The hostilities of the Seven Years War were ended in 1763 by the Treaty of Paris. This involved a complex series of land exchanges but it was quite clear that Britain had won an astounding victory through her successful use of sea power: Canada and India were now British colonies. Much had been learned by both sides during the war about the difficulties of maintaining and operating fleets of fighting ships and, crucially, about the defense of the British Isles from invasion. By 1763 invasion was a significant part of French strategy for almost 20 years. Although the English Channel is at its narrowest point only 21 miles wide, significant logistical factors worked against the French. To start with, there were no major French ports anywhere along the Channel. The nearest port that could hold an invasion fleet and the necessary warships to protect it was at Brest, facing the Atlantic on the western coast of Brittany. To launch an invasion across the Channel, the cumbersome and unarmed invasion craft would either have to make the journey alone, unprotected from strong British forces awaiting them on sea and land, or would have to wait for fleet of warships to escort them across. It was, however, exceptionally dangerous for a fleet of French warships to enter the Channel. Not only there were no French ports safe from the weather or from English attack, but escape from the Channel back towards Brest could not be guaranteed in the face of prevailing westerly winds.
For that reason a British squadron watching the Western Approaches to the Channel could protect Britain from invasion and, in the same time, both protect her own trade and attack that of the French. Thus was born the Western Squadron which was to prove highly effective in maintaining a permanent and close blockade of the French coast. The relentlessness of that blockade was made possible by significant administrative and logistical developments; not least the revictualling of the fleet at sea which allowed ships to stay on station, with healthy crews, indefinitely. This close blockade of the French ports not only countered the invasion threat but also squeezed the life out of the French navy and of the entire French war effort. Sailors were denied sea time; the port was denied stores; and the French war machine in turn was denied money as the private financiers who kept the French economy afloat were crippled by British success against French trade.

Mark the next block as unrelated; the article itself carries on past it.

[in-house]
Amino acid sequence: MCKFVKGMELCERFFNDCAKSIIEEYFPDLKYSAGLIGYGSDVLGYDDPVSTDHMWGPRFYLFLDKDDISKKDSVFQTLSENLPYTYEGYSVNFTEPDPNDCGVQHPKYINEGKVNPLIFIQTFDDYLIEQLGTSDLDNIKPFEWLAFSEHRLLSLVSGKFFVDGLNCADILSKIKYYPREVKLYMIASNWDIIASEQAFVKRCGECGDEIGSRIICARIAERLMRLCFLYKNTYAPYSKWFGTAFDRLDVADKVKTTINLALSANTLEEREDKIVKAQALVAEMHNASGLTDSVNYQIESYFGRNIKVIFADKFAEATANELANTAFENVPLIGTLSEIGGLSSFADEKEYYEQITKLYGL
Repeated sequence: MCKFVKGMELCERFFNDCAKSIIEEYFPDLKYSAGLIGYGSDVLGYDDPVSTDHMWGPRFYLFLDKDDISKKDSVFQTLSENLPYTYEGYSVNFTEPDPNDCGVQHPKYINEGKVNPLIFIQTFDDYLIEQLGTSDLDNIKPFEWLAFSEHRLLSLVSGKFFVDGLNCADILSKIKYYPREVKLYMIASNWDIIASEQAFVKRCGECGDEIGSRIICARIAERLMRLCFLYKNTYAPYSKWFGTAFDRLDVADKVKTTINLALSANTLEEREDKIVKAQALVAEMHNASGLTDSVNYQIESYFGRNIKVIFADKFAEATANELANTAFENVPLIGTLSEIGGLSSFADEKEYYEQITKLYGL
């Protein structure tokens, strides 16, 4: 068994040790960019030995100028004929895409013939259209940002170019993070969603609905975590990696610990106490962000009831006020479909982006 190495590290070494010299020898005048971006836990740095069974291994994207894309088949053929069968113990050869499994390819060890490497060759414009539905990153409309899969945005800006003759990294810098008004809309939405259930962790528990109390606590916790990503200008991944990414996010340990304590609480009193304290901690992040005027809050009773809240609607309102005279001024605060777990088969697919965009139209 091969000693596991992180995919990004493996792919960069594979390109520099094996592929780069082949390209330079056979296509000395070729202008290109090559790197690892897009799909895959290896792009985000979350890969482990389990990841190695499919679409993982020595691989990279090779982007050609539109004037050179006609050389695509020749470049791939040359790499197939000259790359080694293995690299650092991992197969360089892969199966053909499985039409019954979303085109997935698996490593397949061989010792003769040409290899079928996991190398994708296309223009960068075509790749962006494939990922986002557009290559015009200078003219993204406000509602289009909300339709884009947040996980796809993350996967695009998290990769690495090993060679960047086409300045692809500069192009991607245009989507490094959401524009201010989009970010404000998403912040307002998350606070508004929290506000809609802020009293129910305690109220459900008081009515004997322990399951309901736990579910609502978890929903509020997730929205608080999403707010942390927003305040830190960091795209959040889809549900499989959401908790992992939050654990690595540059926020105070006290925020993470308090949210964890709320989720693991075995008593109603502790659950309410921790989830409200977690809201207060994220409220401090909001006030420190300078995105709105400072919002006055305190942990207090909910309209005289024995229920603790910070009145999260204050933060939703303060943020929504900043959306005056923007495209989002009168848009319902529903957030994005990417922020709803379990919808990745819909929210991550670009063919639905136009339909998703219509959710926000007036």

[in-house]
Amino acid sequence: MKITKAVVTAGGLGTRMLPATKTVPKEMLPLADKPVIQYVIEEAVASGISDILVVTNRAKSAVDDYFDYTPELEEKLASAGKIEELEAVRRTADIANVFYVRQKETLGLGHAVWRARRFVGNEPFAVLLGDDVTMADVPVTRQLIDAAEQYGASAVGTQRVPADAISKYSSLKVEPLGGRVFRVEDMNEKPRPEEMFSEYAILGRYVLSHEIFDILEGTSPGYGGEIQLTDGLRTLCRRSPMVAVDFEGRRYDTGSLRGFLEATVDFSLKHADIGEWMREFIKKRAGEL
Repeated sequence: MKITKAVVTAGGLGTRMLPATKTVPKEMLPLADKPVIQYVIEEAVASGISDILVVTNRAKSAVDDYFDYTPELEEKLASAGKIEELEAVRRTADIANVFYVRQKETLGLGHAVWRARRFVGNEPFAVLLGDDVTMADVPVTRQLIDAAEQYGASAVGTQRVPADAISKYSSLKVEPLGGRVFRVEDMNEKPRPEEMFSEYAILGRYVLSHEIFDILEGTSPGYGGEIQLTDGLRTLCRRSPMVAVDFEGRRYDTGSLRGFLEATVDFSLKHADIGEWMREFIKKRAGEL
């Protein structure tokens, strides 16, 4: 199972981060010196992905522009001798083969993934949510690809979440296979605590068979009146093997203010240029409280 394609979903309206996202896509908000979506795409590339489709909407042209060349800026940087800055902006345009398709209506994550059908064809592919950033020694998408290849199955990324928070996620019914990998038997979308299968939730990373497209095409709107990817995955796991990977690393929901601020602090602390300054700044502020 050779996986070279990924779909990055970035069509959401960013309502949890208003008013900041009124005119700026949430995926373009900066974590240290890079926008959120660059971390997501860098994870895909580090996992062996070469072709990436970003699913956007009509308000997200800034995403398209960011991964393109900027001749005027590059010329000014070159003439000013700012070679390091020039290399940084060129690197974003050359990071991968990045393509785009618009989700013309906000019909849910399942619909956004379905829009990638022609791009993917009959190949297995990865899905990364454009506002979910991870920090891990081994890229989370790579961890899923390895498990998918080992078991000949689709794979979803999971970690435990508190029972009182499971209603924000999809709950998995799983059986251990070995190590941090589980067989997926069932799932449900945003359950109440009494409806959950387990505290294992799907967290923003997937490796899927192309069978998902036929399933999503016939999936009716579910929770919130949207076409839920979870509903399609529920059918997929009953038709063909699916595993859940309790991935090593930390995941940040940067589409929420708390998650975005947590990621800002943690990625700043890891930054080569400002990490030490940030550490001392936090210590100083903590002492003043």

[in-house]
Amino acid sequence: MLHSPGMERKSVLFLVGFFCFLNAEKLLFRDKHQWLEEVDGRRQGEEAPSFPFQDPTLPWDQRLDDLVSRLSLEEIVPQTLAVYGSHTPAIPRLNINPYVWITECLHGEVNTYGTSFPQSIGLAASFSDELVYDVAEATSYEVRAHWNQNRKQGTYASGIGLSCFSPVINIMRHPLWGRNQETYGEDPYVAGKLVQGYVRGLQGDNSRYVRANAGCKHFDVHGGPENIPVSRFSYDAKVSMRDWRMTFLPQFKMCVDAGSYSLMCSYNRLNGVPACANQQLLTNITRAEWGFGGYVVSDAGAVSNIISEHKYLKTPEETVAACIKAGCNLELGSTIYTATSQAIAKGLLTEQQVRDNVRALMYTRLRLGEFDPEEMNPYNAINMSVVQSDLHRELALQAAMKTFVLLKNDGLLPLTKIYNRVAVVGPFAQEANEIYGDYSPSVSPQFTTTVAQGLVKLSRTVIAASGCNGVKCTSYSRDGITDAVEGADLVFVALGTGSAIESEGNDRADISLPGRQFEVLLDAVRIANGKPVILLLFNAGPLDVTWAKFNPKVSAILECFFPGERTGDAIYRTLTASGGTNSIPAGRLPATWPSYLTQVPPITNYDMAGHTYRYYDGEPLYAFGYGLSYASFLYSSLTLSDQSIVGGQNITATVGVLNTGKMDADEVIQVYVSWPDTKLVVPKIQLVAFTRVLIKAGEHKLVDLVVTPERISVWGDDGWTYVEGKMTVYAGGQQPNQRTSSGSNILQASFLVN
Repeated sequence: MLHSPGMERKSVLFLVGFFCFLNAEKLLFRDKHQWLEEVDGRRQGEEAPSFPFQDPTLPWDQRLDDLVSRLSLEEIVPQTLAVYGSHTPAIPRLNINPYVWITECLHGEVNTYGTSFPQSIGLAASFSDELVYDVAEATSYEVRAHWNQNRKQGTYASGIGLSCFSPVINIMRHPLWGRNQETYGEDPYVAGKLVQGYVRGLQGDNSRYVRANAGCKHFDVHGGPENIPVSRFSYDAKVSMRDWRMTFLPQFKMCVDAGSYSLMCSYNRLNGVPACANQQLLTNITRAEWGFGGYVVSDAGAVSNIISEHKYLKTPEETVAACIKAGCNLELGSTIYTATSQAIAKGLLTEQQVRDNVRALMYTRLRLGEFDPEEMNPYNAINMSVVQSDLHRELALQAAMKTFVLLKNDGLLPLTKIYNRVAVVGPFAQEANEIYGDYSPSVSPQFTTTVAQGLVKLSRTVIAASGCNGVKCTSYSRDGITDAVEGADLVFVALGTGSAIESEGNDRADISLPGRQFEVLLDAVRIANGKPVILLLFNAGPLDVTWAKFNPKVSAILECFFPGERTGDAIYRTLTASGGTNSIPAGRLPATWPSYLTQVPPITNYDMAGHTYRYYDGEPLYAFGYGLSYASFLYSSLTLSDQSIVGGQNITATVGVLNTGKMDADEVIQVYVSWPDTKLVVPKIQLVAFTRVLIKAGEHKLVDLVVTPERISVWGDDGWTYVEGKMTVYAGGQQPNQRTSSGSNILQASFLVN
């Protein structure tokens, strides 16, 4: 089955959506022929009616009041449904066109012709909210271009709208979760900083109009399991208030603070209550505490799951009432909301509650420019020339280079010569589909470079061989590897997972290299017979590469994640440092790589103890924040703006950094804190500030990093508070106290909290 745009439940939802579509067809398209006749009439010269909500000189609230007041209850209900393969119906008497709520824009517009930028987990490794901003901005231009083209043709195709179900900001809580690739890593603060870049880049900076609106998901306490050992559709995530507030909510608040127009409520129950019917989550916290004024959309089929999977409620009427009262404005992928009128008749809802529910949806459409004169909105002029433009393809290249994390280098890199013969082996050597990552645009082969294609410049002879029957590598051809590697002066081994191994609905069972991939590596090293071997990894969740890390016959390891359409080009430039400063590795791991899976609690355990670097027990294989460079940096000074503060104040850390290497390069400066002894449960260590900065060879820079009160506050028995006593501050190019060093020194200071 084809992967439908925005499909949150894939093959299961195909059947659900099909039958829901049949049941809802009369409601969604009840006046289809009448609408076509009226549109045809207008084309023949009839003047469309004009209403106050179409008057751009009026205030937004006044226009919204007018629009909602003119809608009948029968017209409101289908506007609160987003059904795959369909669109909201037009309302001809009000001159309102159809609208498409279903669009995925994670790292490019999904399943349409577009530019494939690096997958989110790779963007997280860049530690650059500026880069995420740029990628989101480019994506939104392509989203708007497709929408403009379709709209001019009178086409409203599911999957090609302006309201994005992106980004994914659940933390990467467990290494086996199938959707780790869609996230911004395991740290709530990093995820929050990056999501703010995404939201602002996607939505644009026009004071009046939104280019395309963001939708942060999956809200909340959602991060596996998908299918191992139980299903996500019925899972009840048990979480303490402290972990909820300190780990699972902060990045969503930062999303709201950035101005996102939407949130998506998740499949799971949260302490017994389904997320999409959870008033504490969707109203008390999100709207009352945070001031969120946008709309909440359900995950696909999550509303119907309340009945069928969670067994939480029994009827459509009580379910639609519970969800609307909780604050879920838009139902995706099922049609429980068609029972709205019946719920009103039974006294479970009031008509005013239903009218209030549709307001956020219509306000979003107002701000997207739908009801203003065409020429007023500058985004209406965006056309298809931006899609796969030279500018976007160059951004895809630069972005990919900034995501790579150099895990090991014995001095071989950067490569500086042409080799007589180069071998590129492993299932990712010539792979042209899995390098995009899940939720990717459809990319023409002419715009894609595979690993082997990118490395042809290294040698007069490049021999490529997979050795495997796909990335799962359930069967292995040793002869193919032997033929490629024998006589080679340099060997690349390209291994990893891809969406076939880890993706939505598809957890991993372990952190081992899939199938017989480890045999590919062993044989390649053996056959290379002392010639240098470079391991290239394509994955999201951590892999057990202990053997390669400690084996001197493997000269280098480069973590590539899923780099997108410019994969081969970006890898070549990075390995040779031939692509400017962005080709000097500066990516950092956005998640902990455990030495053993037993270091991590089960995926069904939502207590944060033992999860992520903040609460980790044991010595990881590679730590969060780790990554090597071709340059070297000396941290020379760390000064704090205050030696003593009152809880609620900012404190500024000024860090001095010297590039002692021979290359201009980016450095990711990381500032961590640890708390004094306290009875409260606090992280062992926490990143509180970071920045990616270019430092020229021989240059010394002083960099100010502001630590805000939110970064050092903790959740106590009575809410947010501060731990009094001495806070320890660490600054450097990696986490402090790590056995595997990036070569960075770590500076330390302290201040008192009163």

Maintaining the blockade forged a generation of officers and men who had learned their trade in the unforgiving conditions of the Bay of Biscay and in the harsh reality of combat. Moreover, the execution of Admiral Byng for failing to do his duty at the Battle of Minorca in 1756 strengthened the professional resolve of naval officers so that, at the Battle of Quiberon Bay in 1759, Hawke was able to demonstrate what was possible if healthy, dedicated and skilled sailors were well led.
Great technological breakthroughs had also been made. Of these the most significant was the emergence of the 74-gun ship as the backbone of every nation’s fleet. The 74 was large enough and had a significant weight of broadside to lie in the line of the battle alongside 100-gun ships of three decks, but she was also quick and maneuverable; a perfect compromise between the handiness of a frigate and the strength of a line of battle ship. Little progress was made regarding fleet tactics, however. Quiberon Bay had been a resounding success but the battle had been a chaotic melee, fought in a chase, and the French had not expected or desired battle. A number of actions had been fought in India in which both fleets had sought battle, but they again had proved indecisive affairs with both fleets fighting in parallel line ahead. The line of battle, like trench warfare, was far stronger in defense than attack and as yet no fleet was prepared to take the risks necessary to break it.